The Arabian Gulf nation of Qatar is only 11,427 square kilometers in area (similar in size to the U.S. state of Connecticut), but its significant oil and natural gas reserves and its strategic location and progressive leadership give it a unique status in today’s world.

    This chapter provides relevant background information on Qatar’s population, education system, economy and industry, and labor force to provide context for our study. In doing so, it touches on the broad policy context, especially as it affects education and employment.

    Qatar is a relatively new country, having made the shift from tribal community to modern...

  11. CHAPTER THREE Skill and Occupational Demands
    (pp. 23-48)

    Qatar’s economic development and social development together present many opportunities for Qataris to assume important roles in society. Because of the relatively small number of Qataris—the indigenous population is estimated to be about one-fourth of the state’s 850,000 residents—it is especially important to identify the career fields and skills that are in demand now and will be in demand in the future. We considered the needs of employers, the preferences of young people, and independent research on Qatar’s future economic and social development in order to identify skills, career fields, and occupational levels likely to be in highest...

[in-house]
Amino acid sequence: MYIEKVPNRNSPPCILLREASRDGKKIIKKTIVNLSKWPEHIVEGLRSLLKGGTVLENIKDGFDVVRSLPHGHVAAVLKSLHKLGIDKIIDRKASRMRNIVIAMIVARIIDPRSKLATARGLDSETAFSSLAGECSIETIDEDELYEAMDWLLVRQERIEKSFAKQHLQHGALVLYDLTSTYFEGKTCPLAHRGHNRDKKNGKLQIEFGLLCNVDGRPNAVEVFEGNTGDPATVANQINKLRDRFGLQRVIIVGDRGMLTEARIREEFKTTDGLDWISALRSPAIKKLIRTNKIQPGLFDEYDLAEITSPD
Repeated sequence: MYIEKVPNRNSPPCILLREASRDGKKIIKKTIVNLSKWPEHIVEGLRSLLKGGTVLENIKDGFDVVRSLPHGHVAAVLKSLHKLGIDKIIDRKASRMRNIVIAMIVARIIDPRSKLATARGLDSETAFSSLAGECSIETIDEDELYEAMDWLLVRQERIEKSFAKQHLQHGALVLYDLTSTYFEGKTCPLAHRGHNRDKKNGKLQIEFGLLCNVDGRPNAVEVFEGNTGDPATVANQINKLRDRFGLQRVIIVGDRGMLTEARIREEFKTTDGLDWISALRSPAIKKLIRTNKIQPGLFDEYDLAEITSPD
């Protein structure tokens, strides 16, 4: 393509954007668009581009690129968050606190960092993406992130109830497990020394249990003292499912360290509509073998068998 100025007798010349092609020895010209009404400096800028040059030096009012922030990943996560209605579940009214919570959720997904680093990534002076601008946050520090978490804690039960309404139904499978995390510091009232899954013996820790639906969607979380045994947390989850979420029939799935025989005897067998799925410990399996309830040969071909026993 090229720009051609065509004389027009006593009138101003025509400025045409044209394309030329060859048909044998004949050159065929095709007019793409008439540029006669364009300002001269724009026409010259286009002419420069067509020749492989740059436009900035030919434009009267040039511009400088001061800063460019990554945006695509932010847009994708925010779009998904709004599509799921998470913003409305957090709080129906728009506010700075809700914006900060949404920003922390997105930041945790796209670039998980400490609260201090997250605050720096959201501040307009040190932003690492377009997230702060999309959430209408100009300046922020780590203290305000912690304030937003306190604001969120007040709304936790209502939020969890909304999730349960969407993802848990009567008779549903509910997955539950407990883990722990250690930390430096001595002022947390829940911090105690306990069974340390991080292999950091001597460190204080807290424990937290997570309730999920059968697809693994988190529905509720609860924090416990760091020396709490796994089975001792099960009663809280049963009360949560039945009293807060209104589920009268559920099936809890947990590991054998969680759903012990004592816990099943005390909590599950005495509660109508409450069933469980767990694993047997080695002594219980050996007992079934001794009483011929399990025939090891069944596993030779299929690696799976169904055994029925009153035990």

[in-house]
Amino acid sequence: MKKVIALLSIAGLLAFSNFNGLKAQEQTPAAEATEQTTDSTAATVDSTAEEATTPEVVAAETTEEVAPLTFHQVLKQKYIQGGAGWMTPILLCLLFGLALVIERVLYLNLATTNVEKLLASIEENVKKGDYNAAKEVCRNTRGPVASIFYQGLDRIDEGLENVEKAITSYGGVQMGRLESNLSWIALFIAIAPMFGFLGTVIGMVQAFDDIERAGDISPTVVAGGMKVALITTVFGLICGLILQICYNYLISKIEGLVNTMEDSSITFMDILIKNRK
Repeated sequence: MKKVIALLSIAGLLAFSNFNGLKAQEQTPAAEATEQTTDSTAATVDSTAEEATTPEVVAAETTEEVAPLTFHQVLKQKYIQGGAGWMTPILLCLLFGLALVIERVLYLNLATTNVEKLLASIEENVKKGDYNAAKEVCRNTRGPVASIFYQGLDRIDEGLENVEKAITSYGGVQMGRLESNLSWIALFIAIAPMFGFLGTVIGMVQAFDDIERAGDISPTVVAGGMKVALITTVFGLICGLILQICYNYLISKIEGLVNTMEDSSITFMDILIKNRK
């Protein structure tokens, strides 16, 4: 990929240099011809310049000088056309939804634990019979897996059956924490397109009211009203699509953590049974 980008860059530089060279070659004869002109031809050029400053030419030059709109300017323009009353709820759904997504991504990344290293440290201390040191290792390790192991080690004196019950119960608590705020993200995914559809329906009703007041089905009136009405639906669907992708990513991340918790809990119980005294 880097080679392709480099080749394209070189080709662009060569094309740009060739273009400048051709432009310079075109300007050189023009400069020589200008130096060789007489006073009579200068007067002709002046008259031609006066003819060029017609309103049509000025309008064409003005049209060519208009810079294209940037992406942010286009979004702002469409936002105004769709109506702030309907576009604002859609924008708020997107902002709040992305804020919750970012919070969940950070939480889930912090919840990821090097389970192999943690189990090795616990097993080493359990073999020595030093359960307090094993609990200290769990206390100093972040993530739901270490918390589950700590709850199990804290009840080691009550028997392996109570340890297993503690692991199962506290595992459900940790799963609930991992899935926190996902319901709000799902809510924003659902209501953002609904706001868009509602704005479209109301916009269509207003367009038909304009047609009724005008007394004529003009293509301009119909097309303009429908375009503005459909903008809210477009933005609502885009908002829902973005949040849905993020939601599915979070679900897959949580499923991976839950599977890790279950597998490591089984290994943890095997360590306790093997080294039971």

12. CHAPTER FOUR Qataris Who Do Not Pursue Post-Secondary Education
    (pp. 49-64)

    Young people who do not seek post-secondary education are of particular interest to policymakers in many nations, but this issue is especially important in Qatar for several reasons. First, as outlined in Chapter Three, occupational demand favors individuals who have a post-secondary education supplemented by more-specific job training. Second, census data and the survey results from our study point to a gender disparity in education—men are much less likely than women to pursue higher education—and this disparity appears to be increasing. Third, Qatari men currently have ample opportunities for employment in the government sector, even with only a...

  13. CHAPTER FIVE Education and Training Provision
    (pp. 65-88)